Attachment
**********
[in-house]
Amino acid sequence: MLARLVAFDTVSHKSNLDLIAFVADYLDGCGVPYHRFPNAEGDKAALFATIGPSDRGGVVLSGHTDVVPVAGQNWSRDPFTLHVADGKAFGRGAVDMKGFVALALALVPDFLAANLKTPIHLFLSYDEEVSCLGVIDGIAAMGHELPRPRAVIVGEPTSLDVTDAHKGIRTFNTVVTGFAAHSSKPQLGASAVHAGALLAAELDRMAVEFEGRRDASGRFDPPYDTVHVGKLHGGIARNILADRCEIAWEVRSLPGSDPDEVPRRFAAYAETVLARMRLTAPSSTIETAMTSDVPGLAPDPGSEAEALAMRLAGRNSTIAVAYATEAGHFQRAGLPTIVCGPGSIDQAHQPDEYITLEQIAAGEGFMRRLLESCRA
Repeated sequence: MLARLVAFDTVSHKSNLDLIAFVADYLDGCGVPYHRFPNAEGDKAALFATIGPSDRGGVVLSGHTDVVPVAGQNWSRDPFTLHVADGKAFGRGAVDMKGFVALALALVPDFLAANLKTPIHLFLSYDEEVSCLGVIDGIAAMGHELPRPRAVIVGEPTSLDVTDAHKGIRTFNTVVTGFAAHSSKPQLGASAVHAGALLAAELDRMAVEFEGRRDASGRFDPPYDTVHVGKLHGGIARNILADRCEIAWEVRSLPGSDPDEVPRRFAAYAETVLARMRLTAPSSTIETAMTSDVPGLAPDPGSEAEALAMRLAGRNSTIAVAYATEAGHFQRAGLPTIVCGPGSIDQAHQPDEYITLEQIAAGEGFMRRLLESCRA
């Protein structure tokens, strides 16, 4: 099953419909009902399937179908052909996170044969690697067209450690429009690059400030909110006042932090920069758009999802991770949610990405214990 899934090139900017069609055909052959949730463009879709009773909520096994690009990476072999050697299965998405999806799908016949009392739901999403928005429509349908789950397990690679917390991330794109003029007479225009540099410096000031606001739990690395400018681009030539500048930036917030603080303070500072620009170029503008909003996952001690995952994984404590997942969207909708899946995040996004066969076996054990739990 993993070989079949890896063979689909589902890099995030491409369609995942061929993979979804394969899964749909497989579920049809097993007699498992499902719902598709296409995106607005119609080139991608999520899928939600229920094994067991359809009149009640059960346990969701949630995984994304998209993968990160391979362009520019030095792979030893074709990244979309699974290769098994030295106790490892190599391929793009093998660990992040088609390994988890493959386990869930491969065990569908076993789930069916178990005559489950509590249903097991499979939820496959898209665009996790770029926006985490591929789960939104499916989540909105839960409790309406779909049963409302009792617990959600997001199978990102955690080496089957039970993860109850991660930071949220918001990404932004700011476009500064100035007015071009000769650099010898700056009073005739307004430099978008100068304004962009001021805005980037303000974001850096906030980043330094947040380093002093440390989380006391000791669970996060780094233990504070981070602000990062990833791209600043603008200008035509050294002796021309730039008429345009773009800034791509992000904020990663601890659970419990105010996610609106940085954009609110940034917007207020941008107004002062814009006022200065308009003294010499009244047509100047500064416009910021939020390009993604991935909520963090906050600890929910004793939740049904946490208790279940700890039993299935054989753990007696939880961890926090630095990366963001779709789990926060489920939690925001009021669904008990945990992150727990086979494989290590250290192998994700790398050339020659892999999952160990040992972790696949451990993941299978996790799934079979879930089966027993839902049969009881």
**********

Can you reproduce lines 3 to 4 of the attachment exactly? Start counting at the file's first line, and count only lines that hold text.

Repeated sequence: MLARLVAFDTVSHKSNLDLIAFVADYLDGCGVPYHRFPNAEGDKAALFATIGPSDRGGVVLSGHTDVVPVAGQNWSRDPFTLHVADGKAFGRGAVDMKGFVALALALVPDFLAANLKTPIHLFLSYDEEVSCLGVIDGIAAMGHELPRPRAVIVGEPTSLDVTDAHKGIRTFNTVVTGFAAHSSKPQLGASAVHAGALLAAELDRMAVEFEGRRDASGRFDPPYDTVHVGKLHGGIARNILADRCEIAWEVRSLPGSDPDEVPRRFAAYAETVLARMRLTAPSSTIETAMTSDVPGLAPDPGSEAEALAMRLAGRNSTIAVAYATEAGHFQRAGLPTIVCGPGSIDQAHQPDEYITLEQIAAGEGFMRRLLESCRA
């Protein structure tokens, strides 16, 4: 099953419909009902399937179908052909996170044969690697067209450690429009690059400030909110006042932090920069758009999802991770949610990405214990 899934090139900017069609055909052959949730463009879709009773909520096994690009990476072999050697299965998405999806799908016949009392739901999403928005429509349908789950397990690679917390991330794109003029007479225009540099410096000031606001739990690395400018681009030539500048930036917030603080303070500072620009170029503008909003996952001690995952994984404590997942969207909708899946995040996004066969076996054990739990 993993070989079949890896063979689909589902890099995030491409369609995942061929993979979804394969899964749909497989579920049809097993007699498992499902719902598709296409995106607005119609080139991608999520899928939600229920094994067991359809009149009640059960346990969701949630995984994304998209993968990160391979362009520019030095792979030893074709990244979309699974290769098994030295106790490892190599391929793009093998660990992040088609390994988890493959386990869930491969065990569908076993789930069916178990005559489950509590249903097991499979939820496959898209665009996790770029926006985490591929789960939104499916989540909105839960409790309406779909049963409302009792617990959600997001199978990102955690080496089957039970993860109850991660930071949220918001990404932004700011476009500064100035007015071009000769650099010898700056009073005739307004430099978008100068304004962009001021805005980037303000974001850096906030980043330094947040380093002093440390989380006391000791669970996060780094233990504070981070602000990062990833791209600043603008200008035509050294002796021309730039008429345009773009800034791509992000904020990663601890659970419990105010996610609106940085954009609110940034917007207020941008107004002062814009006022200065308009003294010499009244047509100047500064416009910021939020390009993604991935909520963090906050600890929910004793939740049904946490208790279940700890039993299935054989753990007696939880961890926090630095990366963001779709789990926060489920939690925001009021669904008990945990992150727990086979494989290590250290192998994700790398050339020659892999999952160990040992972790696949451990993941299978996790799934079979879930089966027993839902049969009881």